I agree with you completely. How would I go about finding a good GP who would be sympathetic to gluten issues.( The irony here is his brother is a GP but he doesn't want to talk to him about his problem). He has been very low gluten for the last 6 months or so. What tests should he try to get done?

We are in the Nashville TN area.

0

Share this post


Link to post
Share on other sites

You need to gluten him up for at least two months to have a hope of the celiac tests working. Three months is a little better. He needs to eat 4 slices of bread a day worth of gluten. Anything with gluten like bread, pasta, cereal, or cookies is fine. If he starts feeling really ill eating the gluten, he might figure out the intolerance on his own. :lol:

For inexpensive home testing, you could order the CeliacSure kit. http://www.glutenpro.com/ They ship to the US for personal use. It is a home anti-TTG IgA celiac screening kit for $50 plus shipping.

At the doctor's, the bare minimum would be anti-deamidated gliadin IgA. It's the single most sensitive and specific celiac test available. You also need to ask for total IgA to be sure the test is valid. If deamidated gliadin is not available at the diagnostic lab your Dr. uses you could get the anti-TTG if you don't want to use CeliacSure. There are other tests but if I had to pay out of pocket, that's where I would start.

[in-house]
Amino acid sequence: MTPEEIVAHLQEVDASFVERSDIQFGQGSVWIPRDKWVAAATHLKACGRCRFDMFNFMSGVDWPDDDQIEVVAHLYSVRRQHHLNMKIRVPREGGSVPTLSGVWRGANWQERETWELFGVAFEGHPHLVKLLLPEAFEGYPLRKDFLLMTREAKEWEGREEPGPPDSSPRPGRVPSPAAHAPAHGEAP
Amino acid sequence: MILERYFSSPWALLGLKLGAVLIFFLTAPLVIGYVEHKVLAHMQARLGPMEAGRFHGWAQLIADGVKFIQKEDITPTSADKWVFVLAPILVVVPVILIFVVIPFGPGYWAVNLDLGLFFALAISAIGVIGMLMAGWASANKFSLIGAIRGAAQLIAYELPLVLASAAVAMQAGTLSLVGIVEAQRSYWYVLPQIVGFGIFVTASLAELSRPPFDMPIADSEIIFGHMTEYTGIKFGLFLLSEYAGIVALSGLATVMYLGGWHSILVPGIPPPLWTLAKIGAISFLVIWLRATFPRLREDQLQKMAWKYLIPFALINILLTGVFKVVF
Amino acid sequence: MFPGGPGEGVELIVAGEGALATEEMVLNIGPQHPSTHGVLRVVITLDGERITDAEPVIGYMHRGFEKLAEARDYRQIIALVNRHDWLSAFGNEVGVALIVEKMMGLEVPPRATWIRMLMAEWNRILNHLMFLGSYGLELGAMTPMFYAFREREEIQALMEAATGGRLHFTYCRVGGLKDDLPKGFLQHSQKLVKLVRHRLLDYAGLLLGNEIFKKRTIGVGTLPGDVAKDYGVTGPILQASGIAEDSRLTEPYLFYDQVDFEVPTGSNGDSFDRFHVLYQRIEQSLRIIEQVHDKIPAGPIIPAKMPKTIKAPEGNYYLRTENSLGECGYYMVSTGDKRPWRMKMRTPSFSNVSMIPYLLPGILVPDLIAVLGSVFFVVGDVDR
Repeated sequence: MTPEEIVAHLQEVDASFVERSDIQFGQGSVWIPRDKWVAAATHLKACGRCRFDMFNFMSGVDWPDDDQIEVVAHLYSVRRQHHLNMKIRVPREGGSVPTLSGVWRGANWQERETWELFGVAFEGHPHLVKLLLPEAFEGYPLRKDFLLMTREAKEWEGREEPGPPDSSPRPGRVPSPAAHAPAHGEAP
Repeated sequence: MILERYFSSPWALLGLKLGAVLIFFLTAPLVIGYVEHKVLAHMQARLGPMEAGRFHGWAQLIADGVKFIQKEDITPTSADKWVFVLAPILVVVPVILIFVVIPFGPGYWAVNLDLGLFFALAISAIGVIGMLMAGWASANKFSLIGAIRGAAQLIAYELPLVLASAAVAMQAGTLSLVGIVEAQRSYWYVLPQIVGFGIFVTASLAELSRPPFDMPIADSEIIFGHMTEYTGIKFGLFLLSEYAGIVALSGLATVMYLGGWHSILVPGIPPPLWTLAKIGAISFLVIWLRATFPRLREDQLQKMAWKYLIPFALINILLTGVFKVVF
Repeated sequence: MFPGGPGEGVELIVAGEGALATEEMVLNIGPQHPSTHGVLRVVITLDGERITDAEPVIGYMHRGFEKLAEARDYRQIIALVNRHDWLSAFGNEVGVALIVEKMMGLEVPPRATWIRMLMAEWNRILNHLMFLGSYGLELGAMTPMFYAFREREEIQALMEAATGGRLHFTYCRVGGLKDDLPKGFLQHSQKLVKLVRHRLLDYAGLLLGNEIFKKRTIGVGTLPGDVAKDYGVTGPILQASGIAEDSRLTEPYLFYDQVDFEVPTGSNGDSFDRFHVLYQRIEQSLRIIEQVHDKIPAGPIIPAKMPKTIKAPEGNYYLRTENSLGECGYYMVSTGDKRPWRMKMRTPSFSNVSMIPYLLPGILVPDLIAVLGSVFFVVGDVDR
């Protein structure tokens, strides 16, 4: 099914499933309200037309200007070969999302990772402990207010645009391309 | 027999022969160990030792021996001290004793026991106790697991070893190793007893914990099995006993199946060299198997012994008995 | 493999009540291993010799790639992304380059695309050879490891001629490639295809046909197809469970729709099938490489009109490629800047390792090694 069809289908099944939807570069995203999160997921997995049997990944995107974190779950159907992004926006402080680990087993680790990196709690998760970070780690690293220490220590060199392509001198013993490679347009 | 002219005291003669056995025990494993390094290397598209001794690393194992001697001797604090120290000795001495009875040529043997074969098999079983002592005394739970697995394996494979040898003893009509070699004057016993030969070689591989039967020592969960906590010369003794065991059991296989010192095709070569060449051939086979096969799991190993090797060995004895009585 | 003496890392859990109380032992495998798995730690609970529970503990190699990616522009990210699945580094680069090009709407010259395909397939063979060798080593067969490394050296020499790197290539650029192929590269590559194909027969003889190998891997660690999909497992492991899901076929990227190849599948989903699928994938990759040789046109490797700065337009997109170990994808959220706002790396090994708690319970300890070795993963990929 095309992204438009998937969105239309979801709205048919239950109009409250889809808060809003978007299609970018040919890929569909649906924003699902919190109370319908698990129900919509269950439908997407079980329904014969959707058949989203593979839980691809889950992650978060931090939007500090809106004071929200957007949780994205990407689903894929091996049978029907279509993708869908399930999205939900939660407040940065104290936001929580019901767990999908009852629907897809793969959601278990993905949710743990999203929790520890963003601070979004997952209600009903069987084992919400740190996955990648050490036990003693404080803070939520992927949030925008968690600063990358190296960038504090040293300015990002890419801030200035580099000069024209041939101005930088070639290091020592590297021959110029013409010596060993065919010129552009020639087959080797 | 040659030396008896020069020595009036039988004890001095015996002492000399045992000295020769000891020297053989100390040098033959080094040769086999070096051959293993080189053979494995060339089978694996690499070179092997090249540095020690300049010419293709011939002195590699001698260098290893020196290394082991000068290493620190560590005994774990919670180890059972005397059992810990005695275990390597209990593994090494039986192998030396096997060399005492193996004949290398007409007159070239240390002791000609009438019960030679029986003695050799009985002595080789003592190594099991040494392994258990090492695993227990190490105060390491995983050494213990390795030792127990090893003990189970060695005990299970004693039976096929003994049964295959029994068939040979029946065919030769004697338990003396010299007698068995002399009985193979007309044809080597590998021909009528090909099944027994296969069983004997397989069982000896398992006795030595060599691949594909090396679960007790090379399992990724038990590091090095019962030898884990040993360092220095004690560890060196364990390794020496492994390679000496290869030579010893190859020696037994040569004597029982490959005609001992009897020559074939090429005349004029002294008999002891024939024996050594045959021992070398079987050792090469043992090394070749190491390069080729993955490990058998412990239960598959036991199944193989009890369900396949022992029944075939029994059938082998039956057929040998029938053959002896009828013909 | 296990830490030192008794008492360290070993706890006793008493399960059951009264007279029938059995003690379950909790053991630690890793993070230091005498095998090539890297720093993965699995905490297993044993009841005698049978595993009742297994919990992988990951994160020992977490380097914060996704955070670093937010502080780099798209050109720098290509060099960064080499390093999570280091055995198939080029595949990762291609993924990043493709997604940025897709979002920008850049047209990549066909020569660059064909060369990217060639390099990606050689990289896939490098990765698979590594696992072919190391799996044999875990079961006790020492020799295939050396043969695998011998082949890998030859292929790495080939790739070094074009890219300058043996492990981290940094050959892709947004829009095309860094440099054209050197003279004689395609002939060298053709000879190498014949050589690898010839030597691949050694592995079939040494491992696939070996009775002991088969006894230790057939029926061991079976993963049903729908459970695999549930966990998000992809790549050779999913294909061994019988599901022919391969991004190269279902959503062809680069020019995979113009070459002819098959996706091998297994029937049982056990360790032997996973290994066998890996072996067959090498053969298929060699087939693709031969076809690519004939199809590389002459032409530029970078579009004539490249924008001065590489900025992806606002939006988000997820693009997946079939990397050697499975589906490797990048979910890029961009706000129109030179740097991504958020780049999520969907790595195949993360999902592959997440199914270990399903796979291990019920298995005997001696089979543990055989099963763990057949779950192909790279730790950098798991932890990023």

As far as finding a sympathetic doctor, do you have any sort of local celiac support group? They might know of someone good.

0

Share this post


Link to post
Share on other sites

Create an account or sign in to comment

You need to be a member in order to leave a comment

Create an account

Sign up for a new account in our community. It's easy!


Register a new account

Sign in

Already have an account? Sign in here.


Sign In Now
0

  • Forum Statistics

    • Total Topics
      104,689
    • Total Posts
      921,759
  • Topics

  • Posts

    • Yes like a protein powder. I visit a local store there is so many brands and on every brand have write gluten free.that's way I confused which one is best any suggestions ! 
    • Do you mean something like a protein powder you could mix up?  A lot of them in the US seem to be gluten free.  Maybe just go to your local store and read all the labels?